It is very important to agree fees in writing. A contract should be agreed and signed by both parties (preferably with prospective resident and his/her next of kin/relative or friend as joint signatories). Ask your local Social Services office for advice about the payment of fees, and about a 'personal expenses allowance'.
It is very important to agree fees in writing. A contract should be agreed and signed by both parties (preferably with prospective resident and his/her next of kin/relative or friend as joint signatories). Ask your local Social Services office for advice about the payment of fees, and about a 'personal expenses allowance'. Ask the Citizens Advice Bureau for information and advice.
Medical and nursing care
When a person cannot be adequately cared for at home, or in a relative's home, then generally speaking, a care home with registered nursing care is the answer. Ask your GP, hospital consultant or Social Services care manager what type of care you need before looking at individual homes.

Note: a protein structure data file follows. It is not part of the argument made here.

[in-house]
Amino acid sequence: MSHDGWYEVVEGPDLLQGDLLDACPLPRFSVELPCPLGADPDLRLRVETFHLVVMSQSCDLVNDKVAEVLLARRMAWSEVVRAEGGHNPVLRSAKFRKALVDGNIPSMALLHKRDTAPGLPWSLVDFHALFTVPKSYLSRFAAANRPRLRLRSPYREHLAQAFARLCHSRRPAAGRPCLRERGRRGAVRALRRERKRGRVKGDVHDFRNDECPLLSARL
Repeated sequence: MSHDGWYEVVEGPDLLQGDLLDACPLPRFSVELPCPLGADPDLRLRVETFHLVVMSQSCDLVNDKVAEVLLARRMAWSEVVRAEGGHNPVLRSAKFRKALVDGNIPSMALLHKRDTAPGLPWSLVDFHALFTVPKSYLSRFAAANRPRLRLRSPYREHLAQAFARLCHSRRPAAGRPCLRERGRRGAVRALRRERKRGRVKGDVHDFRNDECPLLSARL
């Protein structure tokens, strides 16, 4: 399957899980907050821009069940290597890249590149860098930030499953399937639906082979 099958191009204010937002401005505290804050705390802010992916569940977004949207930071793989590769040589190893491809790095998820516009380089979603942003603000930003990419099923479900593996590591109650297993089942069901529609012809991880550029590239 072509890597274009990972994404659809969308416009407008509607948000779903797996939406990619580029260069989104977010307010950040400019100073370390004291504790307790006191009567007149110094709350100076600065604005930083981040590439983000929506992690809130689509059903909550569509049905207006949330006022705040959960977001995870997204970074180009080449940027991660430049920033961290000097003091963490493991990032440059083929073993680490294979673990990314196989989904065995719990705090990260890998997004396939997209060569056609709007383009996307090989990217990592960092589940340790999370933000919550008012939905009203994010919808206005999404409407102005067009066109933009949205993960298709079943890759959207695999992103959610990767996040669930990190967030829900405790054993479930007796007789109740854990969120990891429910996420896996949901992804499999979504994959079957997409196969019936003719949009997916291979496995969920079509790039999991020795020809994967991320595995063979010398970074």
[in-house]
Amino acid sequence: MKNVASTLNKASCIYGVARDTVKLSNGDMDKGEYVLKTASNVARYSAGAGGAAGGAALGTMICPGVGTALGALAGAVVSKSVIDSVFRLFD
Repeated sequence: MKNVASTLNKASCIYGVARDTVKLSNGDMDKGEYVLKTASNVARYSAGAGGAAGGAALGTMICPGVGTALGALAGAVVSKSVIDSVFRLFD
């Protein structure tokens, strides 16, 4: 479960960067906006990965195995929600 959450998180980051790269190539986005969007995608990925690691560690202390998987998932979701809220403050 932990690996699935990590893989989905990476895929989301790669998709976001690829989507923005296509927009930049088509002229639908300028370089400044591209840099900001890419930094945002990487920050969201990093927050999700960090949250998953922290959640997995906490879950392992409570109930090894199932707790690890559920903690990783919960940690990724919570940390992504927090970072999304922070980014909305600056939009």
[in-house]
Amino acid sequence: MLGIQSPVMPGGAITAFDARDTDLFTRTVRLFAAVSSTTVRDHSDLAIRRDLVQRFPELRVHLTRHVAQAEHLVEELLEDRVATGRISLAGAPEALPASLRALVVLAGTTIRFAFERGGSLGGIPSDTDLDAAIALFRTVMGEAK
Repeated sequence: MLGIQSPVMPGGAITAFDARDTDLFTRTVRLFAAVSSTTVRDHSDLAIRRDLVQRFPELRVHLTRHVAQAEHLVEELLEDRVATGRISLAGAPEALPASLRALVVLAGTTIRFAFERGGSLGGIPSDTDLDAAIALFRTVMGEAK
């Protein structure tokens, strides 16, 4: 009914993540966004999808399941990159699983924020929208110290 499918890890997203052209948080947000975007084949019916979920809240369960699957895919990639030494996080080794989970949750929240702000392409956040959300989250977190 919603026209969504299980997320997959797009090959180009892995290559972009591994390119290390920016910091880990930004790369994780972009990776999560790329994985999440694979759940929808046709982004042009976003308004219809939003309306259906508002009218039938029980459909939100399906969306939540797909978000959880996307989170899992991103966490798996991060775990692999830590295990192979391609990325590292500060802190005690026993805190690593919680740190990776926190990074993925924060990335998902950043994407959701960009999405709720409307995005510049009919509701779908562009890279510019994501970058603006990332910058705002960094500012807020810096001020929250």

What range of specialist care is available in the Home when needed (e.g. for senile dementia, physical disability, terminal illness)?
Can a resident be visited by his/ her own GP? If another local GP takes care of the residents, does he or she visit the Home regularly?
Do dentists, opticians, occupational therapists and chiropodists visit the Home regularly?
Is there a rehabilitation programme for residents whose condition could improve?
Living in a care home
If you decide to move into a care home, you should expect to go through a period of readjustment. If you have specific worries, do talk to a member of staff as they should be able to address your concerns.
Similarly, if you are the friend or relative of an older person who has moved into a care home, you should voice any concerns you might have about the care they are receiving.
The Relatives and Residents Association can tell you more about what to expect from living in a care home, as well as giving you coping strategies to effectively deal with any problems you might encounter.
Coping with the weather
Care in your own home
Retirement housing and sheltered housing
Finding a care home
Legal and financial matters for the elderly
The Cinammon Trust
Advice & Information for the elderly